42Interventions Stage II, III, IV Moderate ExudateGOALS:Minimize dressing changesMaintain moist environmentPrevent infectionPrevent additional skin breakdownTREATMENTS:Preferred Agents:Hydrofiber (Aquacel)Hydrocolloid (DuoDERM Signal)Follow product guidelines for frequency of dressing changeRefer to page 13 of the guidelinesReview slideAgain the preferred agents are listed here, there are 2nd and 3rd line agents in the guidelines.Take note that the recommended frequency of dressing change for Aquacel is 5-7 days & prn, Duoderm Signal is changed every 3-7 days.Again it is important to follow the guidelines for the frequency of dressing changes for these products.
43Interventions Stage II, III, IV Copious ExudateGOALS:Minimize dressing changesManage ExudatePrevent infectionPrevent additional skin breakdownTREATMENTS:Preferred Agents:Hydrofiber (Aquacel)Hydrocolloid (DuoDERM Signal)Follow product guidelines for frequency of dressing changeRefer to page 14 in GuidelinesThese preferred agents remain the same as with moderate exudate.Pleas note that the frequency for dressing change on a copious wound will be more frequent, usually 3-7 days. Always remember to follow the product guidelines.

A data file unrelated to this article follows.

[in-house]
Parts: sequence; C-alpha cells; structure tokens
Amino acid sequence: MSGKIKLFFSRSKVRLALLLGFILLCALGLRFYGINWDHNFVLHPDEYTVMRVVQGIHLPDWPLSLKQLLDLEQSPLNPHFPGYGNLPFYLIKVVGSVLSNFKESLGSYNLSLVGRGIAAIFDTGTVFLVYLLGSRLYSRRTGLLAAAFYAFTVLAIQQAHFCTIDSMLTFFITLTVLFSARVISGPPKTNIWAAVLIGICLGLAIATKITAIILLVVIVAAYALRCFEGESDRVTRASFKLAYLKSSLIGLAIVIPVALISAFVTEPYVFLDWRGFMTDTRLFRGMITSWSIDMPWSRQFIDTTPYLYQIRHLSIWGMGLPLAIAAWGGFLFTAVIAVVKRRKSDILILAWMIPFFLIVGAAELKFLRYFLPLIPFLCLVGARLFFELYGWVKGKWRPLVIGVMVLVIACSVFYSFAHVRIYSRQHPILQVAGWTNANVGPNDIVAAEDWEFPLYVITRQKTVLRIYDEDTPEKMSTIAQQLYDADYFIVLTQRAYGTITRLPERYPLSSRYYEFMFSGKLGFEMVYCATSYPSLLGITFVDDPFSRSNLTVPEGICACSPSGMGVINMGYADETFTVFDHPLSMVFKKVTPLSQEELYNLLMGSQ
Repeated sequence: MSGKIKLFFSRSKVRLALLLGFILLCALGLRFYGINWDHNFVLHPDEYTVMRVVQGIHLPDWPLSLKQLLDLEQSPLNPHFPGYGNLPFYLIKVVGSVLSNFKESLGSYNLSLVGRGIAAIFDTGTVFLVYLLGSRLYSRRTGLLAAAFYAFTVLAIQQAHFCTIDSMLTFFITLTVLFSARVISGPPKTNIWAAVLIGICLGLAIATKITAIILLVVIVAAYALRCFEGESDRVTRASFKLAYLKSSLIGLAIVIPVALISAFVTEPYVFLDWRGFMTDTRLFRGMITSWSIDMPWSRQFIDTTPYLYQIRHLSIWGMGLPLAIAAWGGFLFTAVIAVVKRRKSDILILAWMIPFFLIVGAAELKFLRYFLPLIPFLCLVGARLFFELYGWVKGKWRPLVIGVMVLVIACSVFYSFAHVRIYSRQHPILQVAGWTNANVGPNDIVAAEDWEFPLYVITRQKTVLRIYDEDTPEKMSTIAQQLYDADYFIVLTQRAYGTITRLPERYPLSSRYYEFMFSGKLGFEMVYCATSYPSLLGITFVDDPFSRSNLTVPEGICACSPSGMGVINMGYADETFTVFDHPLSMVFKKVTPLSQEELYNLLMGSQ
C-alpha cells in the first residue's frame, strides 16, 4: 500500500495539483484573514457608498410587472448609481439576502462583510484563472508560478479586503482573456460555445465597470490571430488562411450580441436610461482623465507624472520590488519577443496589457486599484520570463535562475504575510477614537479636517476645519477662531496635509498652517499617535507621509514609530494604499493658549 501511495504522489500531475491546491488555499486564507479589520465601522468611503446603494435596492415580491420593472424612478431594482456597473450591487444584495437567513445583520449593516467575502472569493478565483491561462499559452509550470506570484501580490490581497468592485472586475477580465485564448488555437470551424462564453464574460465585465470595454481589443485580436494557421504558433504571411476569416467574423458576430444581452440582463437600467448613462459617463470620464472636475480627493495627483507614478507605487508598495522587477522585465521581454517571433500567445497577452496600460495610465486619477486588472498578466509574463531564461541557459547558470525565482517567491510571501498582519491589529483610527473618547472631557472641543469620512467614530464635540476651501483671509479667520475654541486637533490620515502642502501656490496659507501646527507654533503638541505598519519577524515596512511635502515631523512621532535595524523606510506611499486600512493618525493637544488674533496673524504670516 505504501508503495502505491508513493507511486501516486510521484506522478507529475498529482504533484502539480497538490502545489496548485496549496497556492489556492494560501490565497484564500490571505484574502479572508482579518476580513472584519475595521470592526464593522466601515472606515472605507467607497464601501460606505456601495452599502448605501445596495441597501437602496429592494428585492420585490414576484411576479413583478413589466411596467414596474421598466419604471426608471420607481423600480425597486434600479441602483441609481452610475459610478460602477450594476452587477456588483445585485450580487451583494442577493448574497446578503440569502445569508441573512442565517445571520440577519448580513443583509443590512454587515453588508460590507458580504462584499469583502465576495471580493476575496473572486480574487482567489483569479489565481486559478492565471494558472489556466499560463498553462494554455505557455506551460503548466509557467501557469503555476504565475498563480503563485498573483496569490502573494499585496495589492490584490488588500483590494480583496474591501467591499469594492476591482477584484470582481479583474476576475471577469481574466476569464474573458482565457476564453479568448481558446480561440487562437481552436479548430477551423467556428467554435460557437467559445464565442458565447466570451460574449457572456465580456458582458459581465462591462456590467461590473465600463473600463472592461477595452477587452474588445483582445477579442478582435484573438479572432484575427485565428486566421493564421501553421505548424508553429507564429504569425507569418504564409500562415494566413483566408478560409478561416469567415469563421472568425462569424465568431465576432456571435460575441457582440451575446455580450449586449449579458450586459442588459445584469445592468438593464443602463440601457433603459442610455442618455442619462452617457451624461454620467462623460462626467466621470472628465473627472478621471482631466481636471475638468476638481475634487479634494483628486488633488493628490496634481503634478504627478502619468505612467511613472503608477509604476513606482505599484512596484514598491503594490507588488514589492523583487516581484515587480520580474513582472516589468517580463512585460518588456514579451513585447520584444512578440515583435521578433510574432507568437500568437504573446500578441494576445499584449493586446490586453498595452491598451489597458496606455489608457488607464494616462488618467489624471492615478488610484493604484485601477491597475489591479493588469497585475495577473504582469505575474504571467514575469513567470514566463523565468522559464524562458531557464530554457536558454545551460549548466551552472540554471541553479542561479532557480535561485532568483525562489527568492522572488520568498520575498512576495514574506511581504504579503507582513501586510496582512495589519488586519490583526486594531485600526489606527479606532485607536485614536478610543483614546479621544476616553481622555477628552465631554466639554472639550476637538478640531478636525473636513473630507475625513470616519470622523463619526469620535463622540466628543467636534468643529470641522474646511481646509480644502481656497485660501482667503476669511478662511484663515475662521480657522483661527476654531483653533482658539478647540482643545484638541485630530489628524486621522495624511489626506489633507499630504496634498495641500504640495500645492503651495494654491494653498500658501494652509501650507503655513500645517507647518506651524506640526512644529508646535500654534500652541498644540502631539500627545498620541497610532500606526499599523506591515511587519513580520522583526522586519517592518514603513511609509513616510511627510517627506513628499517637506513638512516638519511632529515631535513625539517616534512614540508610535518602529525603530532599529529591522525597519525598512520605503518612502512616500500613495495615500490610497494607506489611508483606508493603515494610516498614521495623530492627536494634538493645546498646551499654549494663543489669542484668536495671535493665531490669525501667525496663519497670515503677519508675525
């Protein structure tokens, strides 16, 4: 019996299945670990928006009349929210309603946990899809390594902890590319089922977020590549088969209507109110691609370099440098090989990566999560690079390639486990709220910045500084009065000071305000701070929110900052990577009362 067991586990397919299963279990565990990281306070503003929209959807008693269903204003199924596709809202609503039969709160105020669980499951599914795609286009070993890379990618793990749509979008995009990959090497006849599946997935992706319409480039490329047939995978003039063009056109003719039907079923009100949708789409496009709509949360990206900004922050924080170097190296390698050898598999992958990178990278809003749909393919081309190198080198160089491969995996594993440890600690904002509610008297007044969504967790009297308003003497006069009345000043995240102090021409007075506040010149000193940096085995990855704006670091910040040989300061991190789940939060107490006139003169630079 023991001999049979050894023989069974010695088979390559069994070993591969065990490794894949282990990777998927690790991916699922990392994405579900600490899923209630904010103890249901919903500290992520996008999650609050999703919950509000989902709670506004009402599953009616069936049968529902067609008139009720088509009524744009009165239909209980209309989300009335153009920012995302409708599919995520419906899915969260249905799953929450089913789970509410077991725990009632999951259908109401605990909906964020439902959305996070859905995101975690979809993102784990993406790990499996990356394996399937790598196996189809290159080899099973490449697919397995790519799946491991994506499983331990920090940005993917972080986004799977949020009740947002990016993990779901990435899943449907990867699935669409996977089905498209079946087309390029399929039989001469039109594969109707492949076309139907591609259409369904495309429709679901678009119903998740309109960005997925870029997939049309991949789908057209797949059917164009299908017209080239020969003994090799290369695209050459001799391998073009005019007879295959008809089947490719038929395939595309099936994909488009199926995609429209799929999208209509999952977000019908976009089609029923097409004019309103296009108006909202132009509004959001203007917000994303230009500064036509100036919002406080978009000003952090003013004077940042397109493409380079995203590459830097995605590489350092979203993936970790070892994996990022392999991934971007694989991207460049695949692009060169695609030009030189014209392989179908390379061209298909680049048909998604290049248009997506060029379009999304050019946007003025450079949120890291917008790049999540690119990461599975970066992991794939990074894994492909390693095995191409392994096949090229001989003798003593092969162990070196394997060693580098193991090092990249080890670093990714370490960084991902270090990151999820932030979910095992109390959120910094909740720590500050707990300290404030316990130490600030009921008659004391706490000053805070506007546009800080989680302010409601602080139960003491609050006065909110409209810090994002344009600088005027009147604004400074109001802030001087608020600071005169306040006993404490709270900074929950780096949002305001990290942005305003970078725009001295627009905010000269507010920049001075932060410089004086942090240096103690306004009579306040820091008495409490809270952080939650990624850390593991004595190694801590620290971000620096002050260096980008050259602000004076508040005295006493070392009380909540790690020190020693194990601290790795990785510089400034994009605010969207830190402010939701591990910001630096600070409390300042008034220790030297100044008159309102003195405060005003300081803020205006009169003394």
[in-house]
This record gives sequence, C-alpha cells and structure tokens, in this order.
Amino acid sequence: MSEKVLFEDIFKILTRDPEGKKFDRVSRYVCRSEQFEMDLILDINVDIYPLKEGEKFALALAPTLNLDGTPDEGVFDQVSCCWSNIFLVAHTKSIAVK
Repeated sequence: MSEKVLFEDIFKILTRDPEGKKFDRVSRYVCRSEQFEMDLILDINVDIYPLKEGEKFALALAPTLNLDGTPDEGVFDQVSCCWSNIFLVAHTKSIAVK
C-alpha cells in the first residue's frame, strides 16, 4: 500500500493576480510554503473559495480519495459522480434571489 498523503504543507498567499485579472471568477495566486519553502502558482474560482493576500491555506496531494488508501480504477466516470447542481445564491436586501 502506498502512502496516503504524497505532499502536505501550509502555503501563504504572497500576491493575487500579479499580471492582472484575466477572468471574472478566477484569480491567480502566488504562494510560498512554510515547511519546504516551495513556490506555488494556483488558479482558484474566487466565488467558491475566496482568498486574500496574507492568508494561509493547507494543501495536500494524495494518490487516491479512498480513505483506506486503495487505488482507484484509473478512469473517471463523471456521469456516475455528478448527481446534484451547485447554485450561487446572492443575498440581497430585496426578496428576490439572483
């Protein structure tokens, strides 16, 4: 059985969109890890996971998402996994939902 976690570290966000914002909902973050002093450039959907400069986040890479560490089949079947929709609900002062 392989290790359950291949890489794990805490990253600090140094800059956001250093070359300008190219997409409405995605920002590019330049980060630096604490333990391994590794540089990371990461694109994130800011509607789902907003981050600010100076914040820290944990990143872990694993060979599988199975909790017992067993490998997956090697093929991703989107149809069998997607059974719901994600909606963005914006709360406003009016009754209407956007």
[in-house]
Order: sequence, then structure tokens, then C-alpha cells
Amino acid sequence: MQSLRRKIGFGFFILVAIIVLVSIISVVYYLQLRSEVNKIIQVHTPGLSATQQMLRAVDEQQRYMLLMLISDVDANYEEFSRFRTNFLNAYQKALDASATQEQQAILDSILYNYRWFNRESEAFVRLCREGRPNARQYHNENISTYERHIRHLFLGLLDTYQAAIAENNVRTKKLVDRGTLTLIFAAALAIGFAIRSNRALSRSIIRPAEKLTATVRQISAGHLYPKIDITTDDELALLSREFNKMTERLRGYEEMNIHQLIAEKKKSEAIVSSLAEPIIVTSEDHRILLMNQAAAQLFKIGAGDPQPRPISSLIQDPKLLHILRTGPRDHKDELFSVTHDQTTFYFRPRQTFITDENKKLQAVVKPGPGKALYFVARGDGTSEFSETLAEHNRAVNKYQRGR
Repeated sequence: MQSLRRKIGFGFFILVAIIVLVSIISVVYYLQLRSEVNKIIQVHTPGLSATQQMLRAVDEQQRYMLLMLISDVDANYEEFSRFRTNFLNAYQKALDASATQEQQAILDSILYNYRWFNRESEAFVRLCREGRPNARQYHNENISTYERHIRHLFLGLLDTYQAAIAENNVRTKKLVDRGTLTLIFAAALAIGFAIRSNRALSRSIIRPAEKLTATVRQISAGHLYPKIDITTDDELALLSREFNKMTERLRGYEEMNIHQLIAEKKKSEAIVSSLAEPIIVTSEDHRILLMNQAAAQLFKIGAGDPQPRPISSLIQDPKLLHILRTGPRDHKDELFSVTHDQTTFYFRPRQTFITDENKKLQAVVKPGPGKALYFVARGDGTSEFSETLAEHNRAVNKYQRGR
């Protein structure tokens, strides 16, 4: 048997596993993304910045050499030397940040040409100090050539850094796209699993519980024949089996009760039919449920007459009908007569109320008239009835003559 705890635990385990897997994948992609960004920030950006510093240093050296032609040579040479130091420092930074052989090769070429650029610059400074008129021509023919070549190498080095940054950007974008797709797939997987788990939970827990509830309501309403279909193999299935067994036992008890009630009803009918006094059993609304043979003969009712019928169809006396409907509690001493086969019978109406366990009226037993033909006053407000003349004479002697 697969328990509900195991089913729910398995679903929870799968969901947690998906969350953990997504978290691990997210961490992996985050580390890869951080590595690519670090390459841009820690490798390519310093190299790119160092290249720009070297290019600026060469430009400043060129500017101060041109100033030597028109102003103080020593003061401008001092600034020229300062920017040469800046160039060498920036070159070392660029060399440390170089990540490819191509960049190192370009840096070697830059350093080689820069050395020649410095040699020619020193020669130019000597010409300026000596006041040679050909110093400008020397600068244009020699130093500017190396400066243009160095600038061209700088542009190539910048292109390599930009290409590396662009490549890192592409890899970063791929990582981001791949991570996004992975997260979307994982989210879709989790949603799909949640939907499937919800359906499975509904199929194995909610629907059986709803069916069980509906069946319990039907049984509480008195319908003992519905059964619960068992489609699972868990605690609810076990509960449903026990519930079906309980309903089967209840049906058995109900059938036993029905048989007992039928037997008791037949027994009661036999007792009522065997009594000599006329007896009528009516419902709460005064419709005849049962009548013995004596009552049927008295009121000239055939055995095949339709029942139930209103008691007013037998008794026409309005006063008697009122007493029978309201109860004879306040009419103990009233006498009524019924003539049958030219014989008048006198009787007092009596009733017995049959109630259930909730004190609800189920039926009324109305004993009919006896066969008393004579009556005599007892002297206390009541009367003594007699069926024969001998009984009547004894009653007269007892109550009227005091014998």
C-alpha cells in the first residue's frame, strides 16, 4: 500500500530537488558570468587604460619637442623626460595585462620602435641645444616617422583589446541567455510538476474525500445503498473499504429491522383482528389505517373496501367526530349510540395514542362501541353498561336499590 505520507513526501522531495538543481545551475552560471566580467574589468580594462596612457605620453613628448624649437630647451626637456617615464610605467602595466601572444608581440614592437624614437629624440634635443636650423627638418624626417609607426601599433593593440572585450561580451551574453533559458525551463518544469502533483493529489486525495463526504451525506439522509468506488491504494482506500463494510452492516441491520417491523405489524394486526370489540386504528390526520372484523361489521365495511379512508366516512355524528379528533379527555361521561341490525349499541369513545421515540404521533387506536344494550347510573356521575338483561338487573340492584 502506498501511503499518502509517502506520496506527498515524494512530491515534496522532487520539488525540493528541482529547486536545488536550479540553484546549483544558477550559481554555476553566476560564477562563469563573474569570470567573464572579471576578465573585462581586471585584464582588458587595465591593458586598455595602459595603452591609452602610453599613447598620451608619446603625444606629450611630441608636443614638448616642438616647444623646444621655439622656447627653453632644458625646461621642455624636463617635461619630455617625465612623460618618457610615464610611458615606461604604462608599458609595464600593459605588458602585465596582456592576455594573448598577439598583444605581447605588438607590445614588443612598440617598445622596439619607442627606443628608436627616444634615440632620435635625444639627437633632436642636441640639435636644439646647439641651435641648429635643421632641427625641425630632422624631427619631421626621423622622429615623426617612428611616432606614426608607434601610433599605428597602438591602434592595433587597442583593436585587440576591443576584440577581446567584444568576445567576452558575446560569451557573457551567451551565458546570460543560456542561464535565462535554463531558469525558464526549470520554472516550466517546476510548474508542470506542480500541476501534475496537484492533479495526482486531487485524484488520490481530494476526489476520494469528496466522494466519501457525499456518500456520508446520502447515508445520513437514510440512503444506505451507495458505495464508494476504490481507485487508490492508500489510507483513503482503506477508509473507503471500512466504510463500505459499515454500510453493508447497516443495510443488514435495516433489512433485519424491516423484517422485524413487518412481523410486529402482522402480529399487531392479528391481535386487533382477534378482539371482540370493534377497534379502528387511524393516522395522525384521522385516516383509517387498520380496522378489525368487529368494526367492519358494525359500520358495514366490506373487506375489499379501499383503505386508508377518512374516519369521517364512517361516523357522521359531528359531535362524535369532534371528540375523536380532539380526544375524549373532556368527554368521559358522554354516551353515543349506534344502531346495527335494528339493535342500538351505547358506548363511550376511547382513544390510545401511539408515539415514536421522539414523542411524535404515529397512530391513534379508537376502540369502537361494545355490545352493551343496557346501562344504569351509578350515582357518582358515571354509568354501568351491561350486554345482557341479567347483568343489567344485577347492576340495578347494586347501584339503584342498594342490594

44Interventions Infected Wounds… Diagnosis of wound infection:Swab Cultures not recommendedBased on clinical signs (fever, increased pain, friable granulation tissue, foul odor)Tissue culture or biopsy is not optimal for the hospice patient.Treatments:Preferred agents:Hydrofiber (Aquacel Ag)Silvadene ointment and non-sterile gauzeDO NOT USE:Providine IodineIodophorDakin’s solutionHydrogen peroxideAcetic AcidThe current thinking suggests that wound infection should be diagnosed primarily on the basis of clinical signs (fever, increased pain, friable granulation tissue, foul odor).Necrotic tissue is not necessarily a sign of infection; however necrotic tissue does support microorganism growth.For hospice patients who have a good potential for wound healing, it may be appropriate to utilize a two-week trial of a topical antibiotic to a wound with clinical symptoms suspicious of a local infection. Tissue culture or biopsy would not be optimal for a hospice patient. The antibiotic selected should be effective against gram-negative, gram-positive, and anaerobic organisms.Appropriate topical antibiotic choices include Triple Antibiotic or silver sulfadiazine. Oral antibiotics are not indicated unless the wound is clearly infected.The preferred agents for an infected wound are: Review preferred agentsAvoid the use of antiseptics such as providone iodine, iodophor, Dakin’s solution, hydrogen peroxide, and acetic acid. These agents have been shown to be cytotoxic to granulation tissue and can actually delay the healing process. These solutions are also drying agents and a moist wound environment is necessary for healing. The constant application of an anti-microbial agent is not necessary to produce wound healing or avoid infection. These products should be used under careful direction of a wound care physician.Remember that tissue culture or biopsy is not optimal for the hospice patient.